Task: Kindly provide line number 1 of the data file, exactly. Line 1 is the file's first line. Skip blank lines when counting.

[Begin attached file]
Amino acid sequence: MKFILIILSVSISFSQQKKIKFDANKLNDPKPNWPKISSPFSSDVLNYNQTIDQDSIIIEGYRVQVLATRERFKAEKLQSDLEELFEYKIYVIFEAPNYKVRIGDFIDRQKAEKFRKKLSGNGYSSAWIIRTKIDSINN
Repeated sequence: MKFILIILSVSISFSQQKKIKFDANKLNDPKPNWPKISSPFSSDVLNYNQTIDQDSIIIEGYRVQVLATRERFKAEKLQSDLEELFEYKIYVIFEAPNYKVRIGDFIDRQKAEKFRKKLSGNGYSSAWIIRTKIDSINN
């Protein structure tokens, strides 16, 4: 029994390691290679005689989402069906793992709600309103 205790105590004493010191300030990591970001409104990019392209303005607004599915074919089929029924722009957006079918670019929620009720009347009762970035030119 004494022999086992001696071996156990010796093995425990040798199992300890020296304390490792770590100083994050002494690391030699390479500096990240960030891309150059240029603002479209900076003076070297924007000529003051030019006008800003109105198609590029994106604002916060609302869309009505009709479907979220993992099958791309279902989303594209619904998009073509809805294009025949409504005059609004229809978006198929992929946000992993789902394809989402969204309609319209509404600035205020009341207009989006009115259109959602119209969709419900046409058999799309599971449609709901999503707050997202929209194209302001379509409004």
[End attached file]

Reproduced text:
Amino acid sequence: MKFILIILSVSISFSQQKKIKFDANKLNDPKPNWPKISSPFSSDVLNYNQTIDQDSIIIEGYRVQVLATRERFKAEKLQSDLEELFEYKIYVIFEAPNYKVRIGDFIDRQKAEKFRKKLSGNGYSSAWIIRTKIDSINN